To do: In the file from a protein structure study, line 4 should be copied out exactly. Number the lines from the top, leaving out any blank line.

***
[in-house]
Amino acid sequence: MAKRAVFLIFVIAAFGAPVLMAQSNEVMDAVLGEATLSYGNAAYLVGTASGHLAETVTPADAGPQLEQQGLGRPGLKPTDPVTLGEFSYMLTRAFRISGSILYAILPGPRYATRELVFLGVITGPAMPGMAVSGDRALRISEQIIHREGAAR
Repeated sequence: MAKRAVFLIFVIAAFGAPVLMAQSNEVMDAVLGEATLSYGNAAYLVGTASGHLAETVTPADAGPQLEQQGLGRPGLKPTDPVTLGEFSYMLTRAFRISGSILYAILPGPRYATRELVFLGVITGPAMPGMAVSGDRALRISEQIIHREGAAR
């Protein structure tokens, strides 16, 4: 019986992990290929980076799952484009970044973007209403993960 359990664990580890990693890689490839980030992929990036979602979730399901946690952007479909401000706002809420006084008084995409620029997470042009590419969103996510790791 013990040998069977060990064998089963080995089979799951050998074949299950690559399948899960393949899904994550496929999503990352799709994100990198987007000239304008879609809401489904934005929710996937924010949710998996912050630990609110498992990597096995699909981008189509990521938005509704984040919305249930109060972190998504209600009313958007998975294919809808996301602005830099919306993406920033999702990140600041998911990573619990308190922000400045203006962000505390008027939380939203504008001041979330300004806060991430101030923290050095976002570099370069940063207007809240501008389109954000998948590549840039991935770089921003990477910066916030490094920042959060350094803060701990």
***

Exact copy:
């Protein structure tokens, strides 16, 4: 019986992990290929980076799952484009970044973007209403993960 359990664990580890990693890689490839980030992929990036979602979730399901946690952007479909401000706002809420006084008084995409620029997470042009590419969103996510790791 013990040998069977060990064998089963080995089979799951050998074949299950690559399948899960393949899904994550496929999503990352799709994100990198987007000239304008879609809401489904934005929710996937924010949710998996912050630990609110498992990597096995699909981008189509990521938005509704984040919305249930109060972190998504209600009313958007998975294919809808996301602005830099919306993406920033999702990140600041998911990573619990308190922000400045203006962000505390008027939380939203504008001041979330300004806060991430101030923290050095976002570099370069940063207007809240501008389109954000998948590549840039991935770089921003990477910066916030490094920042959060350094803060701990």